Nightbringer | The Arthurian Online Encyclopedia


Welsh: Morgannwg
Glamour, Glomorgan, Gwynllyg

Glamorgan is a historic county located in South Wales. It is located in the southern part of Wales and is bordered by the Bristol Channel to the south.

A Welsh country, containing Caerleon, along the River Usk.

The Life of St. Cadoc notes its king as Gwynnlyw (Gwynnlym Filwk), who was once protected by Arthur. It is named as one of Arthur’s courts in Meriadeuc and other texts. A Middle English poem says that Arthur gave the land to Gawain after Gawain fought a great duel against Galleron of Galloway.

Glamorgan | 0 to the 9th century AD

Roman Period | 1st century BC – 5th century AD
During the Roman period, the area that would become Glamorgan was part of the Roman province of Britannia. The area was inhabited by Celtic tribes, including the Silures. The Silures were known for their resistance to Roman conquest.

The Roman Empire expanded into the area, establishing forts and settlements as part of their occupation of Britain, and the region likely experienced Romanization to some extent. The Roman town of Neath, known as Nidum in Roman times, was an important settlement in the area. Roads, such as the Roman road known as the Via Julia Maritima, connected Glamorgan to other parts of Roman Britain.

Post-Roman Period | 5th – 8th centuries
With the decline and withdrawal of Roman influence in the early fifth century, the region became vulnerable to various external pressures. Celtic tribes, including the Welsh-speaking ancestors of the modern Welsh people, inhabited the area.

By the sixth century, the region was divided into smaller early medieval kingdoms, including Glywysing and Gwent. The native Britons in Glamorgan faced conflicts with incoming Anglo-Saxons, as well as with other indigenous groups.

Anglo-Saxon and Viking Incursions | 8th – 9th centuries
The later part of the eighth century and the ninth century saw increased Viking raids along the coasts of Britain, including Glamorgan. The Vikings targeted monasteries, coastal settlements, and trade routes. The town of Llantwit Major, for example, is believed to have been attacked by Vikings during this period.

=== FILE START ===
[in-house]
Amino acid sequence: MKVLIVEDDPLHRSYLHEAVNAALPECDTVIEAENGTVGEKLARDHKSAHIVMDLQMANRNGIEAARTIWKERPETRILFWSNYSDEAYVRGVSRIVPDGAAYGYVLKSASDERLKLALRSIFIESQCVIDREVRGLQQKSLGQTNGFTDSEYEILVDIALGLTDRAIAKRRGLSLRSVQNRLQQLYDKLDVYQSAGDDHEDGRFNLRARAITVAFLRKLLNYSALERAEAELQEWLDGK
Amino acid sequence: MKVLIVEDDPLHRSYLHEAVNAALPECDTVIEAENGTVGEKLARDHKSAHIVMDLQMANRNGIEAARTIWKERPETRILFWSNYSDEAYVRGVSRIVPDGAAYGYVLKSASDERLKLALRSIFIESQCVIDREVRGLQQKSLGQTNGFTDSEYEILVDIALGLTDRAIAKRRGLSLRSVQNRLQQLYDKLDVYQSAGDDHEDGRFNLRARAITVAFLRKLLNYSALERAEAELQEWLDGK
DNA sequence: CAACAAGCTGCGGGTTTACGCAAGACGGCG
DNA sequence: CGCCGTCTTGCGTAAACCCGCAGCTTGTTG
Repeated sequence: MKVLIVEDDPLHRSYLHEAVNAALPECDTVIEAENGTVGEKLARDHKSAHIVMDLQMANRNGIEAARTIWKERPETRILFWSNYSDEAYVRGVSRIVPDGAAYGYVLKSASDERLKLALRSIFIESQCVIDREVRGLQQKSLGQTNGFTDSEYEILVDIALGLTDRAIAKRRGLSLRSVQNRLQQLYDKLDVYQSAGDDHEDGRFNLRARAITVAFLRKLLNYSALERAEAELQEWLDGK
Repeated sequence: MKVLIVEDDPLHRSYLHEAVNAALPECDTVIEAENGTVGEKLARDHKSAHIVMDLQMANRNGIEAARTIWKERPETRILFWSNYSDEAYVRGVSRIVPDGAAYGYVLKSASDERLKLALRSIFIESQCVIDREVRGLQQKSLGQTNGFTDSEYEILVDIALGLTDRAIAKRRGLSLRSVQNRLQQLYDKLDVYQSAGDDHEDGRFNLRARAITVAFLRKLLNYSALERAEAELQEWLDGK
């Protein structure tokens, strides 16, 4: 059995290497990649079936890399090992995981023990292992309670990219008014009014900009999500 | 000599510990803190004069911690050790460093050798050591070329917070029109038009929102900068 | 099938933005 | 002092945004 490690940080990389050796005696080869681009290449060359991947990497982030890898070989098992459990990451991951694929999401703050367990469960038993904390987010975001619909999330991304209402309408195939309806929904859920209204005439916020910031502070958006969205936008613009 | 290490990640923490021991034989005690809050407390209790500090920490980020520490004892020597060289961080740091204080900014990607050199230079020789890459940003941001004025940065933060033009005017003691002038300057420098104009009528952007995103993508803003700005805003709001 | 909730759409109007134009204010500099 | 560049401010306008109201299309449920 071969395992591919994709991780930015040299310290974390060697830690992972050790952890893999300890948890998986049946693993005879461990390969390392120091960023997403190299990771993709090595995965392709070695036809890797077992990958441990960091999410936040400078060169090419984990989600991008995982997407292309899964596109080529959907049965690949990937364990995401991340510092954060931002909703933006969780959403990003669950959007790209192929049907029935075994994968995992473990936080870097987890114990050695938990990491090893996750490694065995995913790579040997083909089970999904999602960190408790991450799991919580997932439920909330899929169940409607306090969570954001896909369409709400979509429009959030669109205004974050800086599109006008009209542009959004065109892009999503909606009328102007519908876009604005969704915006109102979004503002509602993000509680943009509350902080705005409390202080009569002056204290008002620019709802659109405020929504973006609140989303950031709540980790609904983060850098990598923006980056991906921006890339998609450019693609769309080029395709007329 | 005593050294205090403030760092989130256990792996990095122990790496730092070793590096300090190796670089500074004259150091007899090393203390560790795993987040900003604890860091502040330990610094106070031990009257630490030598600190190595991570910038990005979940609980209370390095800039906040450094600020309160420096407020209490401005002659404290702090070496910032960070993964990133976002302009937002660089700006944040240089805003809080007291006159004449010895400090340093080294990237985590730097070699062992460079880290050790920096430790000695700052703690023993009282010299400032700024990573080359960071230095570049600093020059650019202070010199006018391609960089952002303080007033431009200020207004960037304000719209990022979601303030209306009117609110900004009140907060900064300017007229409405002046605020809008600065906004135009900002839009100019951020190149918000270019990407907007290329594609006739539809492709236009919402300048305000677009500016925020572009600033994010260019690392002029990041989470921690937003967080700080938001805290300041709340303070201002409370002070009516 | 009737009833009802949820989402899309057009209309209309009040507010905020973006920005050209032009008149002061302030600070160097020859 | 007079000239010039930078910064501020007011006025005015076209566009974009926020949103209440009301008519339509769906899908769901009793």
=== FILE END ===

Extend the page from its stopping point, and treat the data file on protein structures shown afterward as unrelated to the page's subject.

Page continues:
Welsh Kingdoms
The Welsh kingdoms that emerged during this time, including the Kingdom of Glywysing in the region that would become Glamorgan, played a crucial role in resisting external threats. Glywysing was one of the kingdoms traditionally associated with the area, and its rulers sought to defend their territory against Anglo-Saxon encroachment.

Christianity and Monasticism
The spread of Christianity continued during this period, and monastic communities became centers of learning and cultural development. Missionaries like Saint Illtud played a role in spreading the faith. Llantwit Major, an important monastic center, played a role in preserving knowledge and contributing to the cultural identity of the region.

The Formation of the Kingdom of Morgannwg
The Kingdom of Morgannwg, which encompassed parts of modern Glamorgan, emerged in the ninth century. It was one of the early Welsh kingdoms. The rulers of Morgannwg sought to maintain autonomy and resist external pressures from both the Anglo-Saxons and Vikings.

Life of St. Cadoc | Lifris, late 11th century
Meriadeuc or Le Chevalier aux Deux Épées | c. 1225-1250
The Awntyrs off Arthure at the Terne Wathelyn | Late 14th century